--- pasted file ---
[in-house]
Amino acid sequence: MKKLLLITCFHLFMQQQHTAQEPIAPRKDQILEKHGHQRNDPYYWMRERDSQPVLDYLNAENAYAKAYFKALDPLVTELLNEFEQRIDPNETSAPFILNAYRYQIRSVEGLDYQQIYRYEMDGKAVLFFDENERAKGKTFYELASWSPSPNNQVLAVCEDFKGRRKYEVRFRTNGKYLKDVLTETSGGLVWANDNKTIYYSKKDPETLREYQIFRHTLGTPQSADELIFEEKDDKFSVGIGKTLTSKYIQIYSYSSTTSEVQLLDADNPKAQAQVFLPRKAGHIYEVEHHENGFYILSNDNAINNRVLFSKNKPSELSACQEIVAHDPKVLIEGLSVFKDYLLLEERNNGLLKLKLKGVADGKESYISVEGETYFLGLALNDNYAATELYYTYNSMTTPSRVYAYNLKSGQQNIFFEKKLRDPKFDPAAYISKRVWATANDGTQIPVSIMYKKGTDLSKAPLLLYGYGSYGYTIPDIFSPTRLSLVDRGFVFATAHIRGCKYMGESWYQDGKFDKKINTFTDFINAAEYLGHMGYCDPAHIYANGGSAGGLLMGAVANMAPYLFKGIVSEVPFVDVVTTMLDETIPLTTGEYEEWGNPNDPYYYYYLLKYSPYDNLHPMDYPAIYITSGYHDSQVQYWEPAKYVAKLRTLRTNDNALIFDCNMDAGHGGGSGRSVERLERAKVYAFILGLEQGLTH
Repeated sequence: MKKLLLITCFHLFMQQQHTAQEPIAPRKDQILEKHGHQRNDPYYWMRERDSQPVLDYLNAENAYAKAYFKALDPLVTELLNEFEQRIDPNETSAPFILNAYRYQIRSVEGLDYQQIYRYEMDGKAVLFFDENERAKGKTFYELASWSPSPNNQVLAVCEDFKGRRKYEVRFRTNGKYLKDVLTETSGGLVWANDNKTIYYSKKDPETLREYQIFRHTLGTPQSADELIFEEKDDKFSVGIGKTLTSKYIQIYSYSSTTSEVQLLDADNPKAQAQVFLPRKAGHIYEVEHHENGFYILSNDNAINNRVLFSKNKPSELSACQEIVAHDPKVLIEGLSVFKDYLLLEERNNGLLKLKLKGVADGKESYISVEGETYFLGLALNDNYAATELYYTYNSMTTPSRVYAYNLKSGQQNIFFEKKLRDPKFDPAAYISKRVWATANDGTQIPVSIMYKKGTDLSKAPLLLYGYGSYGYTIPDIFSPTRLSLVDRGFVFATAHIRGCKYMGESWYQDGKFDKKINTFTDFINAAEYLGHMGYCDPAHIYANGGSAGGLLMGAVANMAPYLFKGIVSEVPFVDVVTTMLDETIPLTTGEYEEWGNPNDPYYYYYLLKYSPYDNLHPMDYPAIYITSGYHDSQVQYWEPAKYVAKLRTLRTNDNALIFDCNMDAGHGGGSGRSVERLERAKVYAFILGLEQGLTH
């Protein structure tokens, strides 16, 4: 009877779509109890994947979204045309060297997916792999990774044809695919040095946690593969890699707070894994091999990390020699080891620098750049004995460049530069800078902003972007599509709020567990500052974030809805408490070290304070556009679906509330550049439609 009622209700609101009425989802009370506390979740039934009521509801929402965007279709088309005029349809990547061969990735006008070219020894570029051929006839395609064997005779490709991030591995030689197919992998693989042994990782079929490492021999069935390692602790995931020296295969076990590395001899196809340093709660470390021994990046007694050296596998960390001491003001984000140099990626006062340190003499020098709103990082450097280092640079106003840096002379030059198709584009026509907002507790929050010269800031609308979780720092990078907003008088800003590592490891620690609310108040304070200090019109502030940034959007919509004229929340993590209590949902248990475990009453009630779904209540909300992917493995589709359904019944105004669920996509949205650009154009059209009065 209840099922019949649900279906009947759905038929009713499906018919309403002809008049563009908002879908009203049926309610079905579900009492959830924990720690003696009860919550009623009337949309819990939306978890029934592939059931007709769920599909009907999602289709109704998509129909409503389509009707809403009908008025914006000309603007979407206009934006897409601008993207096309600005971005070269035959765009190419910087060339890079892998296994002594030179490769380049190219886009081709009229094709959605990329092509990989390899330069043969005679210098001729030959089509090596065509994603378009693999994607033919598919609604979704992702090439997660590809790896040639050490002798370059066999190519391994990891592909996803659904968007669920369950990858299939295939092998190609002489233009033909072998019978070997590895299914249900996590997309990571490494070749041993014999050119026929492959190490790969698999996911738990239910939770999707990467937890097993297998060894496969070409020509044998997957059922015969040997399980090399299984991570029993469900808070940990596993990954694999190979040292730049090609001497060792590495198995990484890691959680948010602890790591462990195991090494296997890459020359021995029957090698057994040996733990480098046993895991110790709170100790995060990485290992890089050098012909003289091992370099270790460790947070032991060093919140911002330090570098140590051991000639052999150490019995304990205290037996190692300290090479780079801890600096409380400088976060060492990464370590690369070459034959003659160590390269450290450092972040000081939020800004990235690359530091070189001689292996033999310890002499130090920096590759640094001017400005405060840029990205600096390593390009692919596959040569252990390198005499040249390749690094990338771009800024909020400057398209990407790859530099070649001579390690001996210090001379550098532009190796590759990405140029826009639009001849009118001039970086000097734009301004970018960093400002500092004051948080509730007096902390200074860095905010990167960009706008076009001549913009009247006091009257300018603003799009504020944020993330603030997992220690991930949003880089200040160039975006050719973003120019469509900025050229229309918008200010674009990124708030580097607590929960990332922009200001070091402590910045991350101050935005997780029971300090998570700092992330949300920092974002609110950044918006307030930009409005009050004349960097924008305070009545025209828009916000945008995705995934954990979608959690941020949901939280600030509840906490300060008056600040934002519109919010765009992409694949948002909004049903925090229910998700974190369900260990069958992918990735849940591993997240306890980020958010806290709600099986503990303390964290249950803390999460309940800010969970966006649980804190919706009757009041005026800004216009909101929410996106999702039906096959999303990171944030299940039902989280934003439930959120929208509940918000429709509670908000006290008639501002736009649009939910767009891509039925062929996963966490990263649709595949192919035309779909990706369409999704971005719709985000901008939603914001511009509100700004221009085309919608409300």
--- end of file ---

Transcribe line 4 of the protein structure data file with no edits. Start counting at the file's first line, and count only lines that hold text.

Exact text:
């Protein structure tokens, strides 16, 4: 009877779509109890994947979204045309060297997916792999990774044809695919040095946690593969890699707070894994091999990390020699080891620098750049004995460049530069800078902003972007599509709020567990500052974030809805408490070290304070556009679906509330550049439609 009622209700609101009425989802009370506390979740039934009521509801929402965007279709088309005029349809990547061969990735006008070219020894570029051929006839395609064997005779490709991030591995030689197919992998693989042994990782079929490492021999069935390692602790995931020296295969076990590395001899196809340093709660470390021994990046007694050296596998960390001491003001984000140099990626006062340190003499020098709103990082450097280092640079106003840096002379030059198709584009026509907002507790929050010269800031609308979780720092990078907003008088800003590592490891620690609310108040304070200090019109502030940034959007919509004229929340993590209590949902248990475990009453009630779904209540909300992917493995589709359904019944105004669920996509949205650009154009059209009065 209840099922019949649900279906009947759905038929009713499906018919309403002809008049563009908002879908009203049926309610079905579900009492959830924990720690003696009860919550009623009337949309819990939306978890029934592939059931007709769920599909009907999602289709109704998509129909409503389509009707809403009908008025914006000309603007979407206009934006897409601008993207096309600005971005070269035959765009190419910087060339890079892998296994002594030179490769380049190219886009081709009229094709959605990329092509990989390899330069043969005679210098001729030959089509090596065509994603378009693999994607033919598919609604979704992702090439997660590809790896040639050490002798370059066999190519391994990891592909996803659904968007669920369950990858299939295939092998190609002489233009033909072998019978070997590895299914249900996590997309990571490494070749041993014999050119026929492959190490790969698999996911738990239910939770999707990467937890097993297998060894496969070409020509044998997957059922015969040997399980090399299984991570029993469900808070940990596993990954694999190979040292730049090609001497060792590495198995990484890691959680948010602890790591462990195991090494296997890459020359021995029957090698057994040996733990480098046993895991110790709170100790995060990485290992890089050098012909003289091992370099270790460790947070032991060093919140911002330090570098140590051991000639052999150490019995304990205290037996190692300290090479780079801890600096409380400088976060060492990464370590690369070459034959003659160590390269450290450092972040000081939020800004990235690359530091070189001689292996033999310890002499130090920096590759640094001017400005405060840029990205600096390593390009692919596959040569252990390198005499040249390749690094990338771009800024909020400057398209990407790859530099070649001579390690001996210090001379550098532009190796590759990405140029826009639009001849009118001039970086000097734009301004970018960093400002500092004051948080509730007096902390200074860095905010990167960009706008076009001549913009009247006091009257300018603003799009504020944020993330603030997992220690991930949003880089200040160039975006050719973003120019469509900025050229229309918008200010674009990124708030580097607590929960990332922009200001070091402590910045991350101050935005997780029971300090998570700092992330949300920092974002609110950044918006307030930009409005009050004349960097924008305070009545025209828009916000945008995705995934954990979608959690941020949901939280600030509840906490300060008056600040934002519109919010765009992409694949948002909004049903925090229910998700974190369900260990069958992918990735849940591993997240306890980020958010806290709600099986503990303390964290249950803390999460309940800010969970966006649980804190919706009757009041005026800004216009909101929410996106999702039906096959999303990171944030299940039902989280934003439930959120929208509940918000429709509670908000006290008639501002736009649009939910767009891509039925062929996963966490990263649709595949192919035309779909990706369409999704971005719709985000901008939603914001511009509100700004221009085309919608409300």